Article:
The Marshall Islands Ministry of Health partnered with the World health Organization to assess climate stressors on health. In 2011, the RMI government drafted the National Climate Change and Health Action Plan to coordinate preparedness activities in the public health sector across government ministries.

The Marshall Islands has played an active role in international climate negotiations under the United Nations Framework Convention on Climate Change (UNFCCC). Most recently, at the twenty first Conference of Parties to the UNFCCC, Republic of the Marshall Islands Minister of Foreign Affairs Tony DeBrum spearheaded a “high ambition” coalition of more than 100 countries, including the U.S., that advocated for limiting global warming to 1.5 degrees Celsius.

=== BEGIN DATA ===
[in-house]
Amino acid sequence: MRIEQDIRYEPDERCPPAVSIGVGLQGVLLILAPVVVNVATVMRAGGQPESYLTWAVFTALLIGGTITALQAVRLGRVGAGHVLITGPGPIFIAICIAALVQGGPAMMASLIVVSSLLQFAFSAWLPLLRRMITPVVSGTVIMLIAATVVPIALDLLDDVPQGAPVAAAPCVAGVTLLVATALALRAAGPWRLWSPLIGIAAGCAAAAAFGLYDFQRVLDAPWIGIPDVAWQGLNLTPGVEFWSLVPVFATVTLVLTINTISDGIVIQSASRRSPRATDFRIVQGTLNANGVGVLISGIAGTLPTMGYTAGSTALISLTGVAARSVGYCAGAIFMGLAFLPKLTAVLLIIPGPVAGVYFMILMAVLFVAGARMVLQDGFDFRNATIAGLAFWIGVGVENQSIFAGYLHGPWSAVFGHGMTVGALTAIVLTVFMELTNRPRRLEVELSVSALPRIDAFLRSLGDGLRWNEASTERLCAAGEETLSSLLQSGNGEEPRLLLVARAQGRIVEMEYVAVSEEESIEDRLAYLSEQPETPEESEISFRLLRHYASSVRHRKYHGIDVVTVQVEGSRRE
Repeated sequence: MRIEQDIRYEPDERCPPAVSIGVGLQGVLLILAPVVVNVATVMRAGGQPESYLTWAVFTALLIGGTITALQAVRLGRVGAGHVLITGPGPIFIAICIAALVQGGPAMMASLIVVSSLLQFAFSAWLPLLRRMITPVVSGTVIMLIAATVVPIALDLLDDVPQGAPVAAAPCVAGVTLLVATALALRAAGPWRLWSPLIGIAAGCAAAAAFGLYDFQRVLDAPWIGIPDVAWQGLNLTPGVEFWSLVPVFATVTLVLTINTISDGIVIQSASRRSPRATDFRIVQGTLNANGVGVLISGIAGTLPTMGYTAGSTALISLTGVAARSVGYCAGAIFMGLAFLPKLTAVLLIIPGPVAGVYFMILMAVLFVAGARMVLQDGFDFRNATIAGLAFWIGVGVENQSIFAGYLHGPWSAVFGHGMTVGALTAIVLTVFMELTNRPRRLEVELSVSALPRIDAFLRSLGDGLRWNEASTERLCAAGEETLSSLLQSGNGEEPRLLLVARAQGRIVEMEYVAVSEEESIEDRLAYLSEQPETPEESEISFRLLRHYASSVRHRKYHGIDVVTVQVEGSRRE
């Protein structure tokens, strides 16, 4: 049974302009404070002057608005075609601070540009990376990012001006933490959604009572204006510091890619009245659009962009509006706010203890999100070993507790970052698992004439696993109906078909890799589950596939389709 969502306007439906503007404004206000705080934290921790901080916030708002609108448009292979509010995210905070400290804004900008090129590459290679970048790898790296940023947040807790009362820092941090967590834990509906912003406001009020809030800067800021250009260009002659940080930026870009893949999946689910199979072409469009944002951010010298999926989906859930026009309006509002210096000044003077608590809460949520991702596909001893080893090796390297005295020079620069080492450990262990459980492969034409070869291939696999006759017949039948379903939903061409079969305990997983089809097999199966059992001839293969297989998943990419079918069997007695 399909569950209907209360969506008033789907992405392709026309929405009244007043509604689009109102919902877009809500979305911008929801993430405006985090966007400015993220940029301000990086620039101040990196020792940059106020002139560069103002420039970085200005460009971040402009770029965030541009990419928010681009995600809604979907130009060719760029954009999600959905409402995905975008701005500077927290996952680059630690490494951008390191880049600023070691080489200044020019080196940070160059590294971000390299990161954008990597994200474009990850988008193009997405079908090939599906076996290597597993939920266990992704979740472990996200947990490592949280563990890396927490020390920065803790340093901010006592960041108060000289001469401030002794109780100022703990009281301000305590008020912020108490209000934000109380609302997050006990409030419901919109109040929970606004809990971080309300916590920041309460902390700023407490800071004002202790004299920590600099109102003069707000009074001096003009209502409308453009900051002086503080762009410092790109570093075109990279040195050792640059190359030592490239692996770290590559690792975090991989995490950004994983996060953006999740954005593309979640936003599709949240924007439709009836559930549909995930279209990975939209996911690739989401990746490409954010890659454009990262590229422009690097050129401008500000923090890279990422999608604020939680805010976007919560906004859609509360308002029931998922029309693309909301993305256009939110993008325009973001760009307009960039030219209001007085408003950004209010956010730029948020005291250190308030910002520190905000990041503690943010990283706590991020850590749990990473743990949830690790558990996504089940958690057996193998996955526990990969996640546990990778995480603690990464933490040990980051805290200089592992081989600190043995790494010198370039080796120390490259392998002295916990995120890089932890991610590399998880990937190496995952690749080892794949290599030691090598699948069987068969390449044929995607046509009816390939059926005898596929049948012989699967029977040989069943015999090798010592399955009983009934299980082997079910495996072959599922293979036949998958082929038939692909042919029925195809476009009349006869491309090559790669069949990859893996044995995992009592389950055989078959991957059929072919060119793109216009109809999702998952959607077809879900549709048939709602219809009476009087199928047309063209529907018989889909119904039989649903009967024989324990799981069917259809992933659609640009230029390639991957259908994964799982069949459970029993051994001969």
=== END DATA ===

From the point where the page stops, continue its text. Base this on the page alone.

The preceding text is excerpted and abridged from the following sources:

U.S. Department of State, U.S. Relations with Marshall Island, 2015, available at

Central Intelligence Agency, The World Factbook, available at

Pacific RISA, Republic of the Marshall Islands, available at

Republic of the Marshall Islands, National Climate Change Policy Framework, 2011, available at 

Secretariat of the Pacific Regional Environment Programme, Pacific Climate Change Portal, “Marshall Islands: Adaptation,” 2012, available at